When it comes to the produce industry, there is a need to confront quality issues: There is great inconsistency and unpredictability of taste. You can buy a clamshell of blueberries, and they can be sweet or bitter. One can buy a peach, and it can be luscious or taste like cardboard; that fresh-cut melon seems convenient, but if no minimum brix level is set, no taste tests done, then, it is not very convenient if your breakfast is tasteless.
The definition of quality is also unclear. Taste and flavor to be sure — but what about shelf life? If the open bag of fresh-cut lettuce or peeled apples won’t last as long as consumer expectations — is that quality?
Convenience also relates to package size and type. With household sizes on the decline, has the industry done a good job of making items convenient? We have seen, for example, single-serve packages of blueberries — Naturipe developed them for McDonald’s — but are these actually available to consumers in retail stores?
Health is another issue with unclear definitions. When 70 percent of consumers in this study say they are trying to eat healthier — yet obesity continues to grow apace — what does this healthy quest mean? Consumers are committing to eat more dark chocolate?
Certainly, the produce industry has benefited from the attention to health. We know sales of individual items, such as blueberries, pomegranates and kale, have all grown from associations with health-oriented associations. There is little evidence, though, that health marketing has done anything to boost produce consumption. It seems as if a consumer, having heard of health benefits, might switch from a spinach salad to one with kale — but there is little evidence consumers who were planning to get a steak now move to a kale salad.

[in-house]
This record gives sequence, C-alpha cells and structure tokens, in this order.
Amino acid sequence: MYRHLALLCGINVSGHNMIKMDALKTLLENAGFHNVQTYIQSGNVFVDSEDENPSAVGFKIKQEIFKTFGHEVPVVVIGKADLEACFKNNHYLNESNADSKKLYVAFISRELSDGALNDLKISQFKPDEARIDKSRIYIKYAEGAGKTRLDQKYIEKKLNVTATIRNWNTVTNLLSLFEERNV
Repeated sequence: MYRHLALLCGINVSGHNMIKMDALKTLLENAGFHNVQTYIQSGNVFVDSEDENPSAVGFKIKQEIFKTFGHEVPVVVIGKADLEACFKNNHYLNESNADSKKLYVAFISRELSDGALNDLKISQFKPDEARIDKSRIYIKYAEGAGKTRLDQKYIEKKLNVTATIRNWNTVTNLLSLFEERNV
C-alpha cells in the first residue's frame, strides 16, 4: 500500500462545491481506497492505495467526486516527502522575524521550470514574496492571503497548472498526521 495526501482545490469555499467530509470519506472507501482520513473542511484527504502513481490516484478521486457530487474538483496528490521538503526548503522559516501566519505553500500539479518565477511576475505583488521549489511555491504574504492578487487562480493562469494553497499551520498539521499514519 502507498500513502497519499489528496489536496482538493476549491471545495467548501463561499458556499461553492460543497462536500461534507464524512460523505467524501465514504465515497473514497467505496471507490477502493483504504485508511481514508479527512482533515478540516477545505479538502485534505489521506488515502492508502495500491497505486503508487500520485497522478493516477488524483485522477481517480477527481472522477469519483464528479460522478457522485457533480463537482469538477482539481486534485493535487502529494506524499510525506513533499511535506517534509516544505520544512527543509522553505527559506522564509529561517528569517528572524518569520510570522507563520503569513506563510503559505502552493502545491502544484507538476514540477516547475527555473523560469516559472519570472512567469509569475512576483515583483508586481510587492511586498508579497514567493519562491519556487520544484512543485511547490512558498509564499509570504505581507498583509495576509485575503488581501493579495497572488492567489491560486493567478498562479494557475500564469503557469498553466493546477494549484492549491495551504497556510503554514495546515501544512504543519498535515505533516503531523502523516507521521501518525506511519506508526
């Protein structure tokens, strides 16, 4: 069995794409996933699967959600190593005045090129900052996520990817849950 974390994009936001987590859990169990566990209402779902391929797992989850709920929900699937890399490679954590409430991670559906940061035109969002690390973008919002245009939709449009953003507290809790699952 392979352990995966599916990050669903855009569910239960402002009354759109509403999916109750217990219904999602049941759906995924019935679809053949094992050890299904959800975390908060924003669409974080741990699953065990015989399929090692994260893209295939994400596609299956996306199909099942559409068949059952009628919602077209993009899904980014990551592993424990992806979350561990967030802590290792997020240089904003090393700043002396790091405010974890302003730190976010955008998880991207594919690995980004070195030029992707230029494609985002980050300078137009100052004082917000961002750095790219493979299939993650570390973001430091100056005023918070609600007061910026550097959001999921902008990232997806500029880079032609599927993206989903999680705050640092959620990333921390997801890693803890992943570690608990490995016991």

Specialty diets have enormous power — if people actually follow them. There is a lot of evidence that people who claim to be vegetarian or, even, vegan, are — except for when they are not. The low-carb or keto diets also can make it hard to sell items such as potatoes and fruit.
There is no question that, in surveys, people express the desire to cook for their families and can feel guilty when they don’t. The Betty Crocker story ties in with products, such as Hamburger Helper, in which marketers understand there is a place for making mothers feel engaged and important. But, it is worth noting that, for the most part, what people do in response to feeling guilty about not cooking is to accept their feelings of guilt. Sure, in some affluent families, someone may quit his or her job to be a full time stay-at-home parent and cook more.
It is certainly a good idea for the produce industry to make items available that are cleaned, peeled and cut so consumers will find cooking with produce easier. If we can keep quality high, that can only be a plus. Smaller package sizes can help here too, so that cooking with produce is not associated with so much waste.
This author has a couple of teenage boys. They define convenience as having a Delivery Dudes app on their phones tied to their Dad’s credit card. I can’t help but think that making cooking easier may be a plus, but it may not be the future the produce industry needs.